Thursday, June 14, 2012

Live Blogging : And the Big Verdicts are here

Now there are hundreds of protesters in front of the Supreme constitutional court in Maadi waiting the court’s verdict in the disenfranchisement law and the parliamentary elections.

Interestingly enough the number of security forces from police and army forces is double the number of protesters !! Already traffic is messed up in the area there.

The first case is the constitutionality of the disenfranchisement law.

I will not speak about speculations or leaks but you must know that Ahmed Shafik got a rally event today as well a TV interview at night. Also three members of the Presidential elections committee are members of the Supreme constitutional court.

 

Update :

  • Shafiq continues in the race
  • The court dissolves 1/3 of the parliament “Individual seats” which means the whole parliament will be disbanded because according to the constitutional declaration the Parliament should not be less than 350 members.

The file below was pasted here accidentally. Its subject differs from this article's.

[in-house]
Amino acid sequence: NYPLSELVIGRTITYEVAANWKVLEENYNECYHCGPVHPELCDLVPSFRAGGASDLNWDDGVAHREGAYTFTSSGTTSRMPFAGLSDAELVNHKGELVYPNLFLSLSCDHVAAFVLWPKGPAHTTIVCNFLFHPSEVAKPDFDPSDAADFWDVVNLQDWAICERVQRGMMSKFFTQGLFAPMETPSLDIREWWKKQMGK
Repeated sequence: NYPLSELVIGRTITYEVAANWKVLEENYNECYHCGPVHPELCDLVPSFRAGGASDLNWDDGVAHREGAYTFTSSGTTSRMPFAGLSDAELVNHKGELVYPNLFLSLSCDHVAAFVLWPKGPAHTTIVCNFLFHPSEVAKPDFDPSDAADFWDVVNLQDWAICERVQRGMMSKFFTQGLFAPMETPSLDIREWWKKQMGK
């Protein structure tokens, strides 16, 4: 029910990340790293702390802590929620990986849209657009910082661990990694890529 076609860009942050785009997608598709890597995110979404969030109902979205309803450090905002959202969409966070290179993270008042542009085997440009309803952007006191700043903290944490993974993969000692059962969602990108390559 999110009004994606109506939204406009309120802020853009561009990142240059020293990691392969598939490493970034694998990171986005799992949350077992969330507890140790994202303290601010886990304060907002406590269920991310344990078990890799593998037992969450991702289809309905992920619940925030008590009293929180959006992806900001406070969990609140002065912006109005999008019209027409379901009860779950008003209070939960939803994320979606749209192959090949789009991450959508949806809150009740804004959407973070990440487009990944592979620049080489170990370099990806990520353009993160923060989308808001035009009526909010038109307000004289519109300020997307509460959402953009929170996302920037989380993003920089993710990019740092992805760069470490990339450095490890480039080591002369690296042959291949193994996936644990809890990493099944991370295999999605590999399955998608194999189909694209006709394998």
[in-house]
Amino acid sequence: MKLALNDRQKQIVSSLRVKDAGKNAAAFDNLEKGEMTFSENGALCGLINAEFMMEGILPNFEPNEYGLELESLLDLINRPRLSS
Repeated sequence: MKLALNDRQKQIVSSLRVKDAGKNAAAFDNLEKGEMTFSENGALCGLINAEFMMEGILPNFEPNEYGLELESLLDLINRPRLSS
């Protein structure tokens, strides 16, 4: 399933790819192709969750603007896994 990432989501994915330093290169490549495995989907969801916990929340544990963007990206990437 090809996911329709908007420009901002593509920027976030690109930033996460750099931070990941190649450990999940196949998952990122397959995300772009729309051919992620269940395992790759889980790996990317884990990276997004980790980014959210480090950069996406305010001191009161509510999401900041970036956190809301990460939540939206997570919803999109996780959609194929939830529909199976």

• The legislative powers are transferred from the parliament to SCAF which will form the constitutional assembly tomorrow
The next parliament will include all sort of NDP croonies and thieves. Expect everything including Algerian scenario. Forget the revolution now as it is an official coup



I am tired , shocked and angry . I am speechless and I do not feel like writing anything after after all what I shall write if my newly elected president is Shafik

13 comments:

  1. On what basis was the one third of parliament disqualified? Was there poll rigging?